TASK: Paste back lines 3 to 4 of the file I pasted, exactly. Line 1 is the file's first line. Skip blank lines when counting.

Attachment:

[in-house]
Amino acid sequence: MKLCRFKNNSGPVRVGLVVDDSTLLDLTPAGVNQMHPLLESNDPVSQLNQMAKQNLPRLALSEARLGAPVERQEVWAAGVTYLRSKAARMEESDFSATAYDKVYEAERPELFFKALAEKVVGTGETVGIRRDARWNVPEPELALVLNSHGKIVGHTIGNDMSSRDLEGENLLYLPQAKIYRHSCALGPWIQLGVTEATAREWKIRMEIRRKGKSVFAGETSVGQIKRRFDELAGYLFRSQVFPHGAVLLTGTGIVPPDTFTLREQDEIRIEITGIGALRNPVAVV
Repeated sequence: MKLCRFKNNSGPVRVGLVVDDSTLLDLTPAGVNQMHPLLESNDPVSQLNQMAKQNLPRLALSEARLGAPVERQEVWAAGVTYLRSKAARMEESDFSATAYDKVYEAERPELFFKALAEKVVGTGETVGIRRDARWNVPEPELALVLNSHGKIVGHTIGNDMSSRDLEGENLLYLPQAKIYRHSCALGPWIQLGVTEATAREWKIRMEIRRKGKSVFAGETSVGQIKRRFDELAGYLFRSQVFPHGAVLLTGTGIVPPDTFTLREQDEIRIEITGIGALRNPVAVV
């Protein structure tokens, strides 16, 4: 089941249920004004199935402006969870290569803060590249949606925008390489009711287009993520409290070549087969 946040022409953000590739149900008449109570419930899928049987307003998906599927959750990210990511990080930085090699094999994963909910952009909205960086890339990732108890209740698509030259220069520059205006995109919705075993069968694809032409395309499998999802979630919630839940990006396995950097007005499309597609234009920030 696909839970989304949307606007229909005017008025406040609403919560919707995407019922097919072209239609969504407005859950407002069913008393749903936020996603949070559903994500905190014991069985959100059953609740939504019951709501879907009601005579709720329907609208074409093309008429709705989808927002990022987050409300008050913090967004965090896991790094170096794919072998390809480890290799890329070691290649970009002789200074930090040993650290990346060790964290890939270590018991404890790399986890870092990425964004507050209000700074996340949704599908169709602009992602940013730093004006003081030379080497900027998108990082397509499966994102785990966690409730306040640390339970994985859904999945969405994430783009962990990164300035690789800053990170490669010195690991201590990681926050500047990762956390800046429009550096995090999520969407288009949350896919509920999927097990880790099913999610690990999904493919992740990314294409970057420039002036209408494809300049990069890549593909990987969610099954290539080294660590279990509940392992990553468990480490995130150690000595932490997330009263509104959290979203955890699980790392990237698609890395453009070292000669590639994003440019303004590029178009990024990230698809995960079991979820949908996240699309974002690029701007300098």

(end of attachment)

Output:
Repeated sequence: MKLCRFKNNSGPVRVGLVVDDSTLLDLTPAGVNQMHPLLESNDPVSQLNQMAKQNLPRLALSEARLGAPVERQEVWAAGVTYLRSKAARMEESDFSATAYDKVYEAERPELFFKALAEKVVGTGETVGIRRDARWNVPEPELALVLNSHGKIVGHTIGNDMSSRDLEGENLLYLPQAKIYRHSCALGPWIQLGVTEATAREWKIRMEIRRKGKSVFAGETSVGQIKRRFDELAGYLFRSQVFPHGAVLLTGTGIVPPDTFTLREQDEIRIEITGIGALRNPVAVV
């Protein structure tokens, strides 16, 4: 089941249920004004199935402006969870290569803060590249949606925008390489009711287009993520409290070549087969 946040022409953000590739149900008449109570419930899928049987307003998906599927959750990210990511990080930085090699094999994963909910952009909205960086890339990732108890209740698509030259220069520059205006995109919705075993069968694809032409395309499998999802979630919630839940990006396995950097007005499309597609234009920030 696909839970989304949307606007229909005017008025406040609403919560919707995407019922097919072209239609969504407005859950407002069913008393749903936020996603949070559903994500905190014991069985959100059953609740939504019951709501879907009601005579709720329907609208074409093309008429709705989808927002990022987050409300008050913090967004965090896991790094170096794919072998390809480890290799890329070691290649970009002789200074930090040993650290990346060790964290890939270590018991404890790399986890870092990425964004507050209000700074996340949704599908169709602009992602940013730093004006003081030379080497900027998108990082397509499966994102785990966690409730306040640390339970994985859904999945969405994430783009962990990164300035690789800053990170490669010195690991201590990681926050500047990762956390800046429009550096995090999520969407288009949350896919509920999927097990880790099913999610690990999904493919992740990314294409970057420039002036209408494809300049990069890549593909990987969610099954290539080294660590279990509940392992990553468990480490995130150690000595932490997330009263509104959290979203955890699980790392990237698609890395453009070292000669590639994003440019303004590029178009990024990230698809995960079991979820949908996240699309974002690029701007300098």